I've gotten out of the practice of writing my way through the various shows I've been involved in, so picking up where I left off, here's one from 2003:
At the beginning of the second semester of the second year at Uni, we were expecting to be in a devised production about love letters.
Instead the international situation regarding Iraq had escalated and the USA's calls for regime change moved our director, Helen Spackman, to create a piece of anti-war agit-prop theatre.
Remember UN Resolution 1441? No? Don't worry about it, nobody else does either. It's been eclipsed by dodgy dossiers and 45 minute claims.
Each member of the cast had to come up with a response to war. I was unsure about this piece for a long time while we were devising it because I felt it was going to be about war as a concept and not necessarily about this war. Debates about the validity of war were usually circuitous and treated all wars with equal contempt. My suggestion that the difference between World Wars I and II was that the latter was something worth fighting for did not go down well.
I was worried that we were not in possession of enough of the facts to create a piece that did justice to the present situation. I wrote a monologue for an Army recruitment officer and I'll post it up here when I can find it. It contains nothing specific to the conflict in Iraq and as such I felt I was part of the problem.
It took three things for me to come around to the idea: the invasion of Iraq without a United Nations mandate appalled me, the ignoring of the obvious wishes of the largest anti-war protest in world history and repetitive mantra concerning intelligence on Iraq's weapons of mass destruction. I knew Iraq had no WMDs. I really did. I could have saved us all a lot of trouble if they had just asked me first.
We were rehearsing during the February and March of 2003 and each day a member of the cast would arrive with a news story that would send us off in a different direction. This Wikipedia article shows just how quickly the situation in Iraq was changing and naturally the show needed to change accordingly.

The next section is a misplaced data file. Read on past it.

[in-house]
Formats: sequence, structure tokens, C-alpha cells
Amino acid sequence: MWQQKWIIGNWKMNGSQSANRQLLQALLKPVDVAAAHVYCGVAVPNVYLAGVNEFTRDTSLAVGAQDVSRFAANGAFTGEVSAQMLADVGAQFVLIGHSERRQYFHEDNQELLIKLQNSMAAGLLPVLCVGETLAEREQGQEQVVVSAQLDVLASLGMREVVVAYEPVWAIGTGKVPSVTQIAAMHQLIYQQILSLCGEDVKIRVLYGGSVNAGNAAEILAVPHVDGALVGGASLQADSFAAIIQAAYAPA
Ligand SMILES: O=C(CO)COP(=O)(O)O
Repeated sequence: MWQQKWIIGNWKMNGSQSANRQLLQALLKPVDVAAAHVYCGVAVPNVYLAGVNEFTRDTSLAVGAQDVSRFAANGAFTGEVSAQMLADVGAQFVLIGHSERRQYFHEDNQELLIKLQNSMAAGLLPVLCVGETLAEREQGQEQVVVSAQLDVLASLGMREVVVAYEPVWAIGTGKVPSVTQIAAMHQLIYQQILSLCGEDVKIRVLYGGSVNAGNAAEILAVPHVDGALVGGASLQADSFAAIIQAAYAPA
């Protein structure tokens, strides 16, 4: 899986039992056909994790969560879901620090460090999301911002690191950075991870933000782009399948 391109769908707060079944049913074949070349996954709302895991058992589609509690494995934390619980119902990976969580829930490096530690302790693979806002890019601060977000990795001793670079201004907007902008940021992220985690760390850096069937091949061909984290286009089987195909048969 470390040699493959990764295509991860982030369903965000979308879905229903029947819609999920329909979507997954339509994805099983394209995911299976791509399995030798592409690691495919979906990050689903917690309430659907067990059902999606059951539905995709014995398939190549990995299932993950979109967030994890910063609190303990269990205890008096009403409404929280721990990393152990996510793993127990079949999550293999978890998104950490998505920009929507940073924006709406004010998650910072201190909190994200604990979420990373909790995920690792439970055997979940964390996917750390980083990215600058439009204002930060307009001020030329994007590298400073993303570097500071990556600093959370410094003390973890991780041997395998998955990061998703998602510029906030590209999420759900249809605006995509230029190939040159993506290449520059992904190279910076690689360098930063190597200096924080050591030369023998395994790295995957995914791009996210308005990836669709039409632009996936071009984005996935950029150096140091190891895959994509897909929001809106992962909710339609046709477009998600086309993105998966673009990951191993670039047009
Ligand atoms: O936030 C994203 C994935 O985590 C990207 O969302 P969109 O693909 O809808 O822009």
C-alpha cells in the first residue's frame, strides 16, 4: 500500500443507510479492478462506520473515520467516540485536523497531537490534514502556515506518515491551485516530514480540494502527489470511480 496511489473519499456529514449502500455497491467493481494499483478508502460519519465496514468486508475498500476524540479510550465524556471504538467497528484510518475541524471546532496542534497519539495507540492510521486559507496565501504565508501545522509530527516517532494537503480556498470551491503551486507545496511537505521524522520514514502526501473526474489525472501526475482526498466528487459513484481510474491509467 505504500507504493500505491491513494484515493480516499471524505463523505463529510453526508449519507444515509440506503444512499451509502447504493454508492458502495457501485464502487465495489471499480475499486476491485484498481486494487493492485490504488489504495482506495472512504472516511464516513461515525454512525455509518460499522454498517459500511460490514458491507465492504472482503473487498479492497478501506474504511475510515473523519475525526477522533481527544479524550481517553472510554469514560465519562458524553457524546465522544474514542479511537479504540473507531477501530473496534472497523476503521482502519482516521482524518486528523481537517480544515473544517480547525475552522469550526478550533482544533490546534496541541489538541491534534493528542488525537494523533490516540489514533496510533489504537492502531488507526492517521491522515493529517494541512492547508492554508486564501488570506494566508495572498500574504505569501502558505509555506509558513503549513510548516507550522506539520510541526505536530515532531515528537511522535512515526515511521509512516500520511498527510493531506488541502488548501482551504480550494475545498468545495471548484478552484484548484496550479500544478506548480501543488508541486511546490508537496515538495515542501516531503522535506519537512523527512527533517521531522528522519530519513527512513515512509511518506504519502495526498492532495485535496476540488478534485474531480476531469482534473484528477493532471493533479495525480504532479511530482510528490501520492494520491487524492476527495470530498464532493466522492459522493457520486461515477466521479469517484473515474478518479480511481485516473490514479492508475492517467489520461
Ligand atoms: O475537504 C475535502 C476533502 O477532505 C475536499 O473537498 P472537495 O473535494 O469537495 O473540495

During rehearsals, I wasted weeks attempting to teach another actor that during stage combat the victim is in charge and that he would have to take a more active role or he'd just get hurt. I was so relieved when the scene was cut.
The show ventured into some potentially controversial territory featuring girls in full hijab dancing to 'All That Jazz' from Chicago based on a story that just such a production had been mounted, although I can't find any evidence of it online now. There was a very real possibility that the University's Islamic Society would shut us down. We also marched down Holloway Road with the girls in a sort of chain gang and the three boys wearing masks like the ones below.
I was Tony Blair (on the right for those who've forgotten him) and a passerby took exception to either my protesting or his foreign policy and was apparently very threatening toward me. In the mask of course I couldn't see a thing and didn't realise that what little I could hear was aimed at me and so I danced right up to him like a fool. If it wasn't for the girls steering me away I could have been the first casualty.
The masks were also used during the show and despite the fact that anyone could have worn them, for some reason it was only the boys and each of us stuck to the same 'character'. In one scene I had to cross the stage in darkness whilst wearing the Blair mask and stand behind a lectern which I could barely see. The lights then came up in a very tight spotlight where the lectern should have been and I had to make Blairish gestures to a soundtrack of one of his speeches. To distract while the girls got changed for their next scene. One night the lectern I was groping around for in the dark was left on different marks and when the lights came up all the audience could see was my right hand bobbing in and out of the spotlight. Of course, in the mask I had no idea.
From a show that I was initially reticent about to coming around to the idea. WAR: RAW is actually something of which I'm now very proud.
Because both my parents had been in the RAF, there was a lot of focus on what they, and my father in particular, would think of the show. He thought it was alright. He didn't agree with a single piece of it and yet could still enjoy it as a piece of theatre, which is probably in a way the best review we could have hoped for.